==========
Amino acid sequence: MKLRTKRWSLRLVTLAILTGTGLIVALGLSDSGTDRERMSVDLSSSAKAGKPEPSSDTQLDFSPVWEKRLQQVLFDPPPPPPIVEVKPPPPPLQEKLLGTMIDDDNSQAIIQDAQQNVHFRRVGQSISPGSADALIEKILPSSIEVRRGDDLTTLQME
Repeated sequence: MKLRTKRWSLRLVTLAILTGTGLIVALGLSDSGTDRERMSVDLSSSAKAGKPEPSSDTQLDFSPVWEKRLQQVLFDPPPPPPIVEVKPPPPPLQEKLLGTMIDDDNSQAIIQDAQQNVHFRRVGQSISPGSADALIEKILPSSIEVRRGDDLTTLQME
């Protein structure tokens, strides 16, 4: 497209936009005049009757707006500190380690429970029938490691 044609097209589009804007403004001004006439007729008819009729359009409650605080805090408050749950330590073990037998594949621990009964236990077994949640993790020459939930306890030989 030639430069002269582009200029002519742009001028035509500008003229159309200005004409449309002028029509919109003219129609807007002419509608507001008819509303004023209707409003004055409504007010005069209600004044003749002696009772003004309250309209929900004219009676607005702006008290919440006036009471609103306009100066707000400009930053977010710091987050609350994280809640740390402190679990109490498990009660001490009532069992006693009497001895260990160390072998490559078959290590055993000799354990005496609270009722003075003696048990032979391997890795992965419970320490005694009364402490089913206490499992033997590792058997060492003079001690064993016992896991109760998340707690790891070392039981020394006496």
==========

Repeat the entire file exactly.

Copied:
Amino acid sequence: MKLRTKRWSLRLVTLAILTGTGLIVALGLSDSGTDRERMSVDLSSSAKAGKPEPSSDTQLDFSPVWEKRLQQVLFDPPPPPPIVEVKPPPPPLQEKLLGTMIDDDNSQAIIQDAQQNVHFRRVGQSISPGSADALIEKILPSSIEVRRGDDLTTLQME
Repeated sequence: MKLRTKRWSLRLVTLAILTGTGLIVALGLSDSGTDRERMSVDLSSSAKAGKPEPSSDTQLDFSPVWEKRLQQVLFDPPPPPPIVEVKPPPPPLQEKLLGTMIDDDNSQAIIQDAQQNVHFRRVGQSISPGSADALIEKILPSSIEVRRGDDLTTLQME
């Protein structure tokens, strides 16, 4: 497209936009005049009757707006500190380690429970029938490691 044609097209589009804007403004001004006439007729008819009729359009409650605080805090408050749950330590073990037998594949621990009964236990077994949640993790020459939930306890030989 030639430069002269582009200029002519742009001028035509500008003229159309200005004409449309002028029509919109003219129609807007002419509608507001008819509303004023209707409003004055409504007010005069209600004044003749002696009772003004309250309209929900004219009676607005702006008290919440006036009471609103306009100066707000400009930053977010710091987050609350994280809640740390402190679990109490498990009660001490009532069992006693009497001895260990160390072998490559078959290590055993000799354990005496609270009722003075003696048990032979391997890795992965419970320490005694009364402490089913206490499992033997590792058997060492003079001690064993016992896991109760998340707690790891070392039981020394006496």